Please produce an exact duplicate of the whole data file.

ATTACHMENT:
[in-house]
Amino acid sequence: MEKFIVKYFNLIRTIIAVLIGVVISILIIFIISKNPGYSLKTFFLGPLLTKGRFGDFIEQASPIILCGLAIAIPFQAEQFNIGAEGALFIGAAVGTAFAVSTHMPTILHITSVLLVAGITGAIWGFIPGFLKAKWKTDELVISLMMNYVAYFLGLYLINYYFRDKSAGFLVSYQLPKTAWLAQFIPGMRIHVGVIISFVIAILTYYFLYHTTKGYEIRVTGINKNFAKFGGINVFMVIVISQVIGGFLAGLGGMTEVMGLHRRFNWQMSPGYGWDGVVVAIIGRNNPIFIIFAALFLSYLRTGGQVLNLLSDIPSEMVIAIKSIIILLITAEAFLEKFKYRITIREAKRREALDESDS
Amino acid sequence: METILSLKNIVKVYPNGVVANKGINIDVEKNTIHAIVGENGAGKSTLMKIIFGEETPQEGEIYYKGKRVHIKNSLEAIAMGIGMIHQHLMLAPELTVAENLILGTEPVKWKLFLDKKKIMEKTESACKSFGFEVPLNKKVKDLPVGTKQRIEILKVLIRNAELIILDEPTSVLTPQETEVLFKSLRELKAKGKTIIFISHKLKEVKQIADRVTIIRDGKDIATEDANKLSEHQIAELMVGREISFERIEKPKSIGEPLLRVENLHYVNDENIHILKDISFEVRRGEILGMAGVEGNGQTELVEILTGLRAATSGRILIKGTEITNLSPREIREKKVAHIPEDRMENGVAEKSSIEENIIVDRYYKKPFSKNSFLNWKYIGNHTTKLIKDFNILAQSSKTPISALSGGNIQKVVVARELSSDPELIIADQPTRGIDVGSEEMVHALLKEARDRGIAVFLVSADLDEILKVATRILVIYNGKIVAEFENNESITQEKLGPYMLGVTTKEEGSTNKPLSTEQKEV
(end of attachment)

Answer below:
[in-house]
Amino acid sequence: MEKFIVKYFNLIRTIIAVLIGVVISILIIFIISKNPGYSLKTFFLGPLLTKGRFGDFIEQASPIILCGLAIAIPFQAEQFNIGAEGALFIGAAVGTAFAVSTHMPTILHITSVLLVAGITGAIWGFIPGFLKAKWKTDELVISLMMNYVAYFLGLYLINYYFRDKSAGFLVSYQLPKTAWLAQFIPGMRIHVGVIISFVIAILTYYFLYHTTKGYEIRVTGINKNFAKFGGINVFMVIVISQVIGGFLAGLGGMTEVMGLHRRFNWQMSPGYGWDGVVVAIIGRNNPIFIIFAALFLSYLRTGGQVLNLLSDIPSEMVIAIKSIIILLITAEAFLEKFKYRITIREAKRREALDESDS
Amino acid sequence: METILSLKNIVKVYPNGVVANKGINIDVEKNTIHAIVGENGAGKSTLMKIIFGEETPQEGEIYYKGKRVHIKNSLEAIAMGIGMIHQHLMLAPELTVAENLILGTEPVKWKLFLDKKKIMEKTESACKSFGFEVPLNKKVKDLPVGTKQRIEILKVLIRNAELIILDEPTSVLTPQETEVLFKSLRELKAKGKTIIFISHKLKEVKQIADRVTIIRDGKDIATEDANKLSEHQIAELMVGREISFERIEKPKSIGEPLLRVENLHYVNDENIHILKDISFEVRRGEILGMAGVEGNGQTELVEILTGLRAATSGRILIKGTEITNLSPREIREKKVAHIPEDRMENGVAEKSSIEENIIVDRYYKKPFSKNSFLNWKYIGNHTTKLIKDFNILAQSSKTPISALSGGNIQKVVVARELSSDPELIIADQPTRGIDVGSEEMVHALLKEARDRGIAVFLVSADLDEILKVATRILVIYNGKIVAEFENNESITQEKLGPYMLGVTTKEEGSTNKPLSTEQKEV